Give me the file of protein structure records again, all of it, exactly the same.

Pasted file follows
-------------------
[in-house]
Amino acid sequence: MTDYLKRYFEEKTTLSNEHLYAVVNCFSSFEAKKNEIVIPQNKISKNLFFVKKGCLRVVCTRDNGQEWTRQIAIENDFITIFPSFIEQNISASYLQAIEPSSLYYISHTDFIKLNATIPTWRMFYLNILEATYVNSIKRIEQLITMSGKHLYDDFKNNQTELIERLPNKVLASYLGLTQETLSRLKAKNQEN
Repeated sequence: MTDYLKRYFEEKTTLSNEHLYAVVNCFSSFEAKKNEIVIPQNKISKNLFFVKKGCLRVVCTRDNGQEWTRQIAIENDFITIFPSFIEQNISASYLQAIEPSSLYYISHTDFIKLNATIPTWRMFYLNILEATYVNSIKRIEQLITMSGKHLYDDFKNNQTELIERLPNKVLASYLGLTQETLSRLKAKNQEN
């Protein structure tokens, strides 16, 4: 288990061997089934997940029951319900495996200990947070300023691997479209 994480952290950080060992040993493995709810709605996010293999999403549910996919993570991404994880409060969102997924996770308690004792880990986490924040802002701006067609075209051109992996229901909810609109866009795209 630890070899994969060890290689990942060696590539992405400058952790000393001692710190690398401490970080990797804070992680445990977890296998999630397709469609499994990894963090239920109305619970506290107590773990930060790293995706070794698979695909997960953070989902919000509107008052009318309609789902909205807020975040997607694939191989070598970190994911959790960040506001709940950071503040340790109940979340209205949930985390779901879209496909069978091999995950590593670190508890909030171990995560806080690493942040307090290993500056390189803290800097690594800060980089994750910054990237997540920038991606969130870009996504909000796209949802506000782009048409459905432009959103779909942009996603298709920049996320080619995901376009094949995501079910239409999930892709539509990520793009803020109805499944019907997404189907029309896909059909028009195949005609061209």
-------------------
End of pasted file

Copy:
[in-house]
Amino acid sequence: MTDYLKRYFEEKTTLSNEHLYAVVNCFSSFEAKKNEIVIPQNKISKNLFFVKKGCLRVVCTRDNGQEWTRQIAIENDFITIFPSFIEQNISASYLQAIEPSSLYYISHTDFIKLNATIPTWRMFYLNILEATYVNSIKRIEQLITMSGKHLYDDFKNNQTELIERLPNKVLASYLGLTQETLSRLKAKNQEN
Repeated sequence: MTDYLKRYFEEKTTLSNEHLYAVVNCFSSFEAKKNEIVIPQNKISKNLFFVKKGCLRVVCTRDNGQEWTRQIAIENDFITIFPSFIEQNISASYLQAIEPSSLYYISHTDFIKLNATIPTWRMFYLNILEATYVNSIKRIEQLITMSGKHLYDDFKNNQTELIERLPNKVLASYLGLTQETLSRLKAKNQEN
């Protein structure tokens, strides 16, 4: 288990061997089934997940029951319900495996200990947070300023691997479209 994480952290950080060992040993493995709810709605996010293999999403549910996919993570991404994880409060969102997924996770308690004792880990986490924040802002701006067609075209051109992996229901909810609109866009795209 630890070899994969060890290689990942060696590539992405400058952790000393001692710190690398401490970080990797804070992680445990977890296998999630397709469609499994990894963090239920109305619970506290107590773990930060790293995706070794698979695909997960953070989902919000509107008052009318309609789902909205807020975040997607694939191989070598970190994911959790960040506001709940950071503040340790109940979340209205949930985390779901879209496909069978091999995950590593670190508890909030171990995560806080690493942040307090290993500056390189803290800097690594800060980089994750910054990237997540920038991606969130870009996504909000796209949802506000782009048409459905432009959103779909942009996603298709920049996320080619995901376009094949995501079910239409999930892709539509990520793009803020109805499944019907997404189907029309896909059909028009195949005609061209």